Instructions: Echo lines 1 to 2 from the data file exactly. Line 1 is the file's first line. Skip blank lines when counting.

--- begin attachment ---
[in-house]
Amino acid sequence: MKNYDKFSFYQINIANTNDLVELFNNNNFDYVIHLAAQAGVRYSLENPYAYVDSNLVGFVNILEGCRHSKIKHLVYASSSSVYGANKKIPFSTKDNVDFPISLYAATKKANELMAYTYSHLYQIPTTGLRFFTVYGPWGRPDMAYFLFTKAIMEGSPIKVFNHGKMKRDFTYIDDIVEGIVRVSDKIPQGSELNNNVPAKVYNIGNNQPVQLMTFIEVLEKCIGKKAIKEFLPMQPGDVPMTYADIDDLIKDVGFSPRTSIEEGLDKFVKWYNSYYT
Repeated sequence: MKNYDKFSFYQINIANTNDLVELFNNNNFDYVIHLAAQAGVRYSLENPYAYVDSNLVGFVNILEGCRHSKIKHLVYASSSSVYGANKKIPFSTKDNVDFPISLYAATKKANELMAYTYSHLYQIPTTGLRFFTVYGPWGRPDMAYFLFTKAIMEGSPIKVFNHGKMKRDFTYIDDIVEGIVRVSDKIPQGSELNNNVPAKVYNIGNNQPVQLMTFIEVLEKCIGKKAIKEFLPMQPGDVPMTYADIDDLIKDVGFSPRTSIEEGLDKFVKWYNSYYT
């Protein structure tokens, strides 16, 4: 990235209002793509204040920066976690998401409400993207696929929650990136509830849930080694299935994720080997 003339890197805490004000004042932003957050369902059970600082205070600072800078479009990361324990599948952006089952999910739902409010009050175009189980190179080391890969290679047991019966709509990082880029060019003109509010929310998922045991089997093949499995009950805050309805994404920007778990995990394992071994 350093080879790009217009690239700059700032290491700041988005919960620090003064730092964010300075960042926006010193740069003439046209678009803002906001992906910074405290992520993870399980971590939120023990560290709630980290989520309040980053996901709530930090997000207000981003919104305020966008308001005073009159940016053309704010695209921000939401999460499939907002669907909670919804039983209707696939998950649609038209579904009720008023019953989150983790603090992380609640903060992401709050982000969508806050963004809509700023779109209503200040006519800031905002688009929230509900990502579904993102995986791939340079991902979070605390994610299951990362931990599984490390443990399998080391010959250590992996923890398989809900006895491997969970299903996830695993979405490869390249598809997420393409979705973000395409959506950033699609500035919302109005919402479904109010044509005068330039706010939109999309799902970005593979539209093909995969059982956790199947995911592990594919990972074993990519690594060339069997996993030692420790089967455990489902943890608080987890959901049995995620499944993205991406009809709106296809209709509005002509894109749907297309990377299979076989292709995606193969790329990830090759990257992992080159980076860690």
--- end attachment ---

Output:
[in-house]
Amino acid sequence: MKNYDKFSFYQINIANTNDLVELFNNNNFDYVIHLAAQAGVRYSLENPYAYVDSNLVGFVNILEGCRHSKIKHLVYASSSSVYGANKKIPFSTKDNVDFPISLYAATKKANELMAYTYSHLYQIPTTGLRFFTVYGPWGRPDMAYFLFTKAIMEGSPIKVFNHGKMKRDFTYIDDIVEGIVRVSDKIPQGSELNNNVPAKVYNIGNNQPVQLMTFIEVLEKCIGKKAIKEFLPMQPGDVPMTYADIDDLIKDVGFSPRTSIEEGLDKFVKWYNSYYT